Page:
Trading for a player they would otherwise be hesitant to acquire (like Paul) who a team kind of wants to unload anyway because of his high salary (like Paul) but doesn’t want to lose for nothing (like Paul), but also would be willing to accept far less for via trade than they would have if they weren’t facing financial issues (say it with me now: like Paul), all because New York could then turn around and amnesty him if it needed the money (h/t to @tsamuel33 for planting this craziness into my head). This is probably not the best use of their resources in such a scenario, but still, it would be an option.
Regarding the Knicks draft picks, those selections simply represent more pieces on the chess board. Two will be pawns, and the third might be no better than a knight or bishop, but they are pieces nonetheless.
Here’s why they matter even more so than normal: Let’s say a team wants to unload bad money, but is unwilling to attach a draft pick to do it without getting something in return to make the deal more palatable (the Magic’s Al-Farouq Aminu and the 15th pick is an obvious one that comes to mind). The Knicks can toss in one of their later two picks to balance the scales.
Would Orlando give up the 15th pick as a tax to unload Aminu if they were getting back Dennis Smith Jr. and the 27th pick in return? Only one way to find out.
Finally - and perhaps this is burying the lead, but still - the Knicks will be in a wonderful position to sign free agents. Much has been written, by myself and many others, about the wisdom (or lack thereof) of throwing money at good but not great players this offseason. If the cap goes down significantly, this becomes a very different conversation, for a few reasons:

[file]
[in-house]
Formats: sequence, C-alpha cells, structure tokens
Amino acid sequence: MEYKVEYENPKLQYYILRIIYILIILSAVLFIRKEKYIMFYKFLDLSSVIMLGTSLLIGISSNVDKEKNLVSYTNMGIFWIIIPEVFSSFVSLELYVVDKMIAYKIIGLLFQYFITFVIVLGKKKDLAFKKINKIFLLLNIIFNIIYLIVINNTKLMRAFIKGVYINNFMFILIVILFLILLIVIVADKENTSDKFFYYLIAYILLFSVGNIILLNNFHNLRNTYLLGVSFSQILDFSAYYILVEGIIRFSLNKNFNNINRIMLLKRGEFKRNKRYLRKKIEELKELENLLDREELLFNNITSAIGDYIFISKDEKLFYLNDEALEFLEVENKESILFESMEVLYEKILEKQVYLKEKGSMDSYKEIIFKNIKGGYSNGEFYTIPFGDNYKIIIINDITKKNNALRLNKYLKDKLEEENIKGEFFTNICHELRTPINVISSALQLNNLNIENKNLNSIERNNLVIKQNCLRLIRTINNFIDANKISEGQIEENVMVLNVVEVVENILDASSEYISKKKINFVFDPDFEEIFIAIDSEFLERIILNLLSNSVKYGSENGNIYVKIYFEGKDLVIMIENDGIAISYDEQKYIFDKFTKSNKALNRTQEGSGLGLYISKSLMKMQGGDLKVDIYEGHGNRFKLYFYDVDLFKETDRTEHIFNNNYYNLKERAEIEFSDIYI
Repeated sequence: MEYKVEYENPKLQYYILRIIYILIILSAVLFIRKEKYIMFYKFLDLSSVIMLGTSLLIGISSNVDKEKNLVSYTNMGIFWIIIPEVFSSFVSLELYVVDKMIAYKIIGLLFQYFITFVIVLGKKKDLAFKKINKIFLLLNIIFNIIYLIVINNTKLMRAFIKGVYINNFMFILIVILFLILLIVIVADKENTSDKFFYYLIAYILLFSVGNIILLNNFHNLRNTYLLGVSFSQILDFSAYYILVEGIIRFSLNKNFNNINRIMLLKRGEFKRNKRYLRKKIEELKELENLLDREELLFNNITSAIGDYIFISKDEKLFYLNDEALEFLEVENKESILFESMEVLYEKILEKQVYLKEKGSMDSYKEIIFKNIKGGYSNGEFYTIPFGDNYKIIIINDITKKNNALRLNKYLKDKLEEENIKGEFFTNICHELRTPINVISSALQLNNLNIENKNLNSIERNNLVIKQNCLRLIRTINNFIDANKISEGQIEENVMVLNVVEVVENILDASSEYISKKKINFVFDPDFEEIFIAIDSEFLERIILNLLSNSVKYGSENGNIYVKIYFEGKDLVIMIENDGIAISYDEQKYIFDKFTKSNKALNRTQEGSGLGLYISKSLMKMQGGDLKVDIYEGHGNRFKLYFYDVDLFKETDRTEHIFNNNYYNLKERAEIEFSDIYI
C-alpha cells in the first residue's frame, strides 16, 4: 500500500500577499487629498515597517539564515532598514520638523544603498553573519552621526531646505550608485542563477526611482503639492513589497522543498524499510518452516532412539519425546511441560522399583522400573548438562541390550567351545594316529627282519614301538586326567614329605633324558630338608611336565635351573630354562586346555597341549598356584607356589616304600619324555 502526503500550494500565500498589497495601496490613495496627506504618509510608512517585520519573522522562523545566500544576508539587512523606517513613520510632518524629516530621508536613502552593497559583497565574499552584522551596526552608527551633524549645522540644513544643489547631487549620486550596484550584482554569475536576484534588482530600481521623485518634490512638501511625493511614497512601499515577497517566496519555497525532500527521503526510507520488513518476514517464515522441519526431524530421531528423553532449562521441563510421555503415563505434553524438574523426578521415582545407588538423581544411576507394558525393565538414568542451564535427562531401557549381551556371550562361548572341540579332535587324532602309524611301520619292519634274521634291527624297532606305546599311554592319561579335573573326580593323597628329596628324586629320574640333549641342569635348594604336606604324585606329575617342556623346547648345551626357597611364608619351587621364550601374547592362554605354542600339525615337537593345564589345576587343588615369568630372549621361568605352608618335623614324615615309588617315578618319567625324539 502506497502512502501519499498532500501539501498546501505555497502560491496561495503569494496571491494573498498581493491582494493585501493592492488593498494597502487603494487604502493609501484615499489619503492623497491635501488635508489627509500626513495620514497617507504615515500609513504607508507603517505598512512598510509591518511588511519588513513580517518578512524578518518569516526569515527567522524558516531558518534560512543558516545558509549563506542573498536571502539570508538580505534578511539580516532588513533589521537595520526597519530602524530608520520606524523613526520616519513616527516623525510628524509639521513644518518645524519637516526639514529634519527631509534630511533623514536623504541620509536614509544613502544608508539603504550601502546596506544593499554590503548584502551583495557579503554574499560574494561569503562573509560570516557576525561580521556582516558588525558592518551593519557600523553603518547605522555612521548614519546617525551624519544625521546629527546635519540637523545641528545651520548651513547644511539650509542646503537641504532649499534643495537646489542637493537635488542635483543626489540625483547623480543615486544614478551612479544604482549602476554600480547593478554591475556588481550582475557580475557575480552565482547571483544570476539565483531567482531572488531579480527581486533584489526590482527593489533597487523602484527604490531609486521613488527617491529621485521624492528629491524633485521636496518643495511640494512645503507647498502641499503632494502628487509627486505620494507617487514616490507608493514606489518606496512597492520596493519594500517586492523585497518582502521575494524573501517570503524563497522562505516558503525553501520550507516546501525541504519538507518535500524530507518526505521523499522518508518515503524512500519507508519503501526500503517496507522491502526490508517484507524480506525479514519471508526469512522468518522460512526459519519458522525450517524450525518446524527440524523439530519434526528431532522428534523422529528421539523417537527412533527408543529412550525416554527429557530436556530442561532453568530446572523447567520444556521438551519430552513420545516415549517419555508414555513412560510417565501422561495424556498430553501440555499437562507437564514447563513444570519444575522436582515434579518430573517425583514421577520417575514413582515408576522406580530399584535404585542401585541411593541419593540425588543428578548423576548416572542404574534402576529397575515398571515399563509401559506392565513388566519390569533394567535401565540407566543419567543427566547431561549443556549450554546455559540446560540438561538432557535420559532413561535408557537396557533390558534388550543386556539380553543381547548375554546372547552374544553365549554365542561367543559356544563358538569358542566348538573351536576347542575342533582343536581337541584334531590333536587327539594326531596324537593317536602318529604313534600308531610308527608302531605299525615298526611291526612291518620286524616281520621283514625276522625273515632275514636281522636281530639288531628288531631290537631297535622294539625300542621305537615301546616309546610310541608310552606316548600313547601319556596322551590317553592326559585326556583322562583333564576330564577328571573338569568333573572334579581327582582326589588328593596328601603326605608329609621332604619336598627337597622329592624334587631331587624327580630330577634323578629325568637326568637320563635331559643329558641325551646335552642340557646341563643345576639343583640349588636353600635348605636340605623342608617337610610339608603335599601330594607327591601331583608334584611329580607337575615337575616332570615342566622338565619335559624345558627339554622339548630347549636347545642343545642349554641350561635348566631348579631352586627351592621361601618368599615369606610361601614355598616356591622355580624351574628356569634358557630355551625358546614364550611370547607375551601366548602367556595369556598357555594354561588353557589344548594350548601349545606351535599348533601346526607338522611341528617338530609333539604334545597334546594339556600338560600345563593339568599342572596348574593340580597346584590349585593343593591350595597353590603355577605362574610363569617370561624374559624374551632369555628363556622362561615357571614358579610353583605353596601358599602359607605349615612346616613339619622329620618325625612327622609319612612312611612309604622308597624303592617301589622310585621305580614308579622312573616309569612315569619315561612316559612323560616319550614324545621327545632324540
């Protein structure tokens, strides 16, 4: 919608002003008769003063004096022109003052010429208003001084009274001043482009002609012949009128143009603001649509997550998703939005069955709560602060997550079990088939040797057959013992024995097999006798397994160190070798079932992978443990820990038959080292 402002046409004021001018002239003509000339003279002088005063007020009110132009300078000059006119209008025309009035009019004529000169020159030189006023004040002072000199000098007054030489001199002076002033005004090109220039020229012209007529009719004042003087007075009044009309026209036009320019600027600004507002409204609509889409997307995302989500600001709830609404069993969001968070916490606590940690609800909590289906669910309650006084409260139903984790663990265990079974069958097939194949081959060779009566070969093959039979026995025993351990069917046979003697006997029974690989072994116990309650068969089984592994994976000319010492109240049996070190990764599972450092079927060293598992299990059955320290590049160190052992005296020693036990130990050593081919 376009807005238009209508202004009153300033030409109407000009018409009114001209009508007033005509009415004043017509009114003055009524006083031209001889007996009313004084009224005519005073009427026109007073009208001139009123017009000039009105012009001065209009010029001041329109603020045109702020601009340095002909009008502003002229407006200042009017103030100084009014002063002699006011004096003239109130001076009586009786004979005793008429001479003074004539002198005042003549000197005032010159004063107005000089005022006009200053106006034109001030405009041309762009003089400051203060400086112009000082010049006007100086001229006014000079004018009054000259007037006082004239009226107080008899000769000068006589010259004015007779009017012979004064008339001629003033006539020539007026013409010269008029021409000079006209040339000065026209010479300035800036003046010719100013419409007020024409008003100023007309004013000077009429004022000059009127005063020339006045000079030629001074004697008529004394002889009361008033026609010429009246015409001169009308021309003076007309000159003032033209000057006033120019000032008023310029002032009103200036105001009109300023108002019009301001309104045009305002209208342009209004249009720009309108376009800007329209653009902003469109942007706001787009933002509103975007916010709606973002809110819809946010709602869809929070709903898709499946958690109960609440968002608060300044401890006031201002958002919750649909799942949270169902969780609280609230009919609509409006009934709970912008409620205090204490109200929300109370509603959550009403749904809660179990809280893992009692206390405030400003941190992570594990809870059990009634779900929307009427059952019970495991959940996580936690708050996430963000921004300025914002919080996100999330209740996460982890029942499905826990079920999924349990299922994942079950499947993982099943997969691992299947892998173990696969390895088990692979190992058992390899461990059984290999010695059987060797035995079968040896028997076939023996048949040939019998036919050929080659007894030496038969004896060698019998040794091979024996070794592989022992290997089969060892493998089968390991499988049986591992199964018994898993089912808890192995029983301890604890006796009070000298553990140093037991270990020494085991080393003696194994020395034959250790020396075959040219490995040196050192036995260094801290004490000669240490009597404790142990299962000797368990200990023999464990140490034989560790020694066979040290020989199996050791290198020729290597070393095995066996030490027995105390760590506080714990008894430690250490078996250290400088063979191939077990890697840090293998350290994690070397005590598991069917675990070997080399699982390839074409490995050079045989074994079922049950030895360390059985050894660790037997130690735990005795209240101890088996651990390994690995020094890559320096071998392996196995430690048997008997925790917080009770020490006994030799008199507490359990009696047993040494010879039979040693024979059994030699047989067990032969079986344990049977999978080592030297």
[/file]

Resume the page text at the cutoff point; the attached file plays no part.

Suddenly, those good players that stood to be overpaid because it was such a dry market for elite free agents might now have to lower their asking price closer to…well, closer to what they’re actually worth. Fred VanVleet might have fetched close to $20 million annually this summer in a normal NBA economy, but maybe that gets closer to the $12-$15 million he’s actually worth in a reduced-cap situation. Or…
Maybe Freddy says “screw this…I’m not signing my long term contract until the cap goes back up” and decides to cash in on the biggest one-year pact he can find. In this situation, the Knicks would still be a tempting landing spot for VanVleet (or Christian Wood, or Davis Bertans, or whoever else might come knocking) because they’ll have more cash to offer than anyone else, not to mention be able to provide ample opportunity for stat-padding.
Even if the cap doesn’t take a massive one-year dip, and other owners don’t feel the pain of a worldwide economic crisis and the loss of possible in-game arena-related revenue, and the league does figure out a way to smooth the financial ramifications of COVID over a period of two or three years, the Knicks’ flexibility shuold still come in handy... if they use it wisely.
I’ve said repeatedly: saying that the flexibility obtained from the KP trade was a major asset was a weak argument once the summer of 2019 went up in flames…until now.
Rose, Aller, Perry and whoever else is calling the shots better be working on every scenario imaginable, because what has been a curse for the rest of humanity could wind up being a gift for them in more ways than one. Hopefully they’re ready to accept the challenge.